How does a bus charter service help you stay connected? The answer lies in technology. Just when you thought you’d heard it all … there is a brand new phobia on the ever-expanding continuum of anxiety disorders. This new phobia plagues its sufferers with a morbid fear of—get this—being without technology. We are not making this up. Atechagoraphobia is real. And someone you love may have it. Actually, you may have it. Ask yourself a few simple questions:
- Do you feel uneasy (or do you actually start to panic) when your smartphone is out of your sight for even a moment?
- Does your heart race if you are asked to turn off your mobile device, or if you lose your signal, or if your battery dies?
- Would you hesitate (or even refuse) to go camping, or sailing, or into outer space if you knew you would not have an internet connection while you were there?
If you answered “yes” to one or more of these questions, you may be suffering from Atechagoraphobia. You are not alone. The only known cure is 24-7 connectivity. Fortunately for you, that can be arranged.
Twenty years ago, traveling meant being incommunicado for hours at a time. Everyone understood that to be in transit was to be out of touch. The moment you arrived at your destination—airport, train station, or bus terminal—you and your fellow passengers would make a mad dash for the payphones (remember those?), where you’d fumble in your pockets for a quarter so you could call home or the office.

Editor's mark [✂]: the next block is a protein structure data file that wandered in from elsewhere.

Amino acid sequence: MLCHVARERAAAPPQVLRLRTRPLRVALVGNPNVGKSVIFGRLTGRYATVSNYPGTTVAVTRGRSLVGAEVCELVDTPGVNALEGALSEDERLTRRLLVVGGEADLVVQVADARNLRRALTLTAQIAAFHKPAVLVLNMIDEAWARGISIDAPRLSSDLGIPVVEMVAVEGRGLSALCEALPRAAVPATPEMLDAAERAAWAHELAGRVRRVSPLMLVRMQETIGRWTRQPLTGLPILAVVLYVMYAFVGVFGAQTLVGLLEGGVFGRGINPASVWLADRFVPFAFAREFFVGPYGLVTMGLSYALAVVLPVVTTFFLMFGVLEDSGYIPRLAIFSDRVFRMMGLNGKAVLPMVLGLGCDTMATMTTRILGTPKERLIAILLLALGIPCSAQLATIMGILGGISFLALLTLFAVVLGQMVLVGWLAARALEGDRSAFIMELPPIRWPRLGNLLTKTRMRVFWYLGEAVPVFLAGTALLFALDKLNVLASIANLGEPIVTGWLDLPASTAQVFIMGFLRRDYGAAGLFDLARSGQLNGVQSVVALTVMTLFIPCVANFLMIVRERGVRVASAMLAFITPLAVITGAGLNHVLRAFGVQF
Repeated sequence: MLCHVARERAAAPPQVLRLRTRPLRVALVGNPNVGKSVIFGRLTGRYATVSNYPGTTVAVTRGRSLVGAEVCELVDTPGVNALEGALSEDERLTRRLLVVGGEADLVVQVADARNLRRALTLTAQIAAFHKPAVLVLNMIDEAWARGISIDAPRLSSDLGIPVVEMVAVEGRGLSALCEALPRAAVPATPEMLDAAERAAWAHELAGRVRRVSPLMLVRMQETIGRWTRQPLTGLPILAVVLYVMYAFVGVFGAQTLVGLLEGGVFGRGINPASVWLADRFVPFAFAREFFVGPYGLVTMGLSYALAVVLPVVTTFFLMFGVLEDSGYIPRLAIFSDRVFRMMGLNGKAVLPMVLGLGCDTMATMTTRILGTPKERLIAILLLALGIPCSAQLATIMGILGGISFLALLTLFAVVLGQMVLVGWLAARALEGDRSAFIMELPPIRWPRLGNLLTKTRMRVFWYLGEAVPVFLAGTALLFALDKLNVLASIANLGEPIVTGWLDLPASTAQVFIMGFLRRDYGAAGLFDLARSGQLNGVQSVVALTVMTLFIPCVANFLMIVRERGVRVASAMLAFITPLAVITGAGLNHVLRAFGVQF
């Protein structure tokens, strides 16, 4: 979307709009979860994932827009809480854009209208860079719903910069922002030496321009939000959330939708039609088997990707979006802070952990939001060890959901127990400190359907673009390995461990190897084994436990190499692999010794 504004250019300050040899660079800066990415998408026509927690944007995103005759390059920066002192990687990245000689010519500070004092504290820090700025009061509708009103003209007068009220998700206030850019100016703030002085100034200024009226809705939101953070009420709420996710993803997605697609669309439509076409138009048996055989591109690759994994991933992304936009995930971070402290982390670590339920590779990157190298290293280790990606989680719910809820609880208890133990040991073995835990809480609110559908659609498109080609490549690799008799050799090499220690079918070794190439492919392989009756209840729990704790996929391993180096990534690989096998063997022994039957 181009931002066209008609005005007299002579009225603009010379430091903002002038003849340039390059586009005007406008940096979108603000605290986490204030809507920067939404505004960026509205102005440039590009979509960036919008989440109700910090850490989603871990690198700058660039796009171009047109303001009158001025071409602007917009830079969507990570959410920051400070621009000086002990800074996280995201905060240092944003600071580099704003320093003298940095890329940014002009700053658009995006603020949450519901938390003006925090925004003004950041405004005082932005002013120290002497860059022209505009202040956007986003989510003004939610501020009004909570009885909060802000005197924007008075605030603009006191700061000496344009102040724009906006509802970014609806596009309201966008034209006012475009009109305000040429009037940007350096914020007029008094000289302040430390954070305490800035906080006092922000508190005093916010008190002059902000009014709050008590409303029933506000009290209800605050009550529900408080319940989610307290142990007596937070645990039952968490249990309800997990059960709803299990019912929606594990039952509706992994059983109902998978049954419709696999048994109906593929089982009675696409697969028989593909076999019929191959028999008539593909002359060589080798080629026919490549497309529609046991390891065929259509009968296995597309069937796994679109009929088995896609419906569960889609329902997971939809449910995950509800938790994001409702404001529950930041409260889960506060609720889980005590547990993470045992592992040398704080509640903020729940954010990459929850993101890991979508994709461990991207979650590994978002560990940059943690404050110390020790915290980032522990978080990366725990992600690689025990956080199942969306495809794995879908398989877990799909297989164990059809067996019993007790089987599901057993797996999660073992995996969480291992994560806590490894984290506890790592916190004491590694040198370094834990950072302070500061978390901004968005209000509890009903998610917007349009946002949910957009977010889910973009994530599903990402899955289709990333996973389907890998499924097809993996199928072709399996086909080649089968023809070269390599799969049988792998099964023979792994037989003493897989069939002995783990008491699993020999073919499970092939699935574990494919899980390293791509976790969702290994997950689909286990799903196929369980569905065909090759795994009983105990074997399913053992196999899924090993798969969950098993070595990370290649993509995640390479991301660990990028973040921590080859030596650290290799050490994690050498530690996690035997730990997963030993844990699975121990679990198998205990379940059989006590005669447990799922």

Ten years later, most payphones had quietly disappeared. Everyone—and everyone’s grandmother—had a cell phone. With wireless technology already in place, it wasn’t long before travelers wanted more. If they could talk and text in transit, why couldn’t they also access e-mail, social media, and the rest of the internet? Wi-Fi “hotspots” started popping up in public places. At first, public internet access was a novelty—and it often came at a price. Today, wireless internet access is a fairly standard amenity, and users expect it to be free. A study by the Chaddick Institute at DePaul University found that the availability of Wi-Fi—or the absence of it—makes a difference to travelers choosing a mode of transportation. Bus companies have responded by integrating mobile Wi-Fi into their fleets so that their technology-dependent passengers can stay connected while they ride.
Wi-Fi in motion
First, some definitions: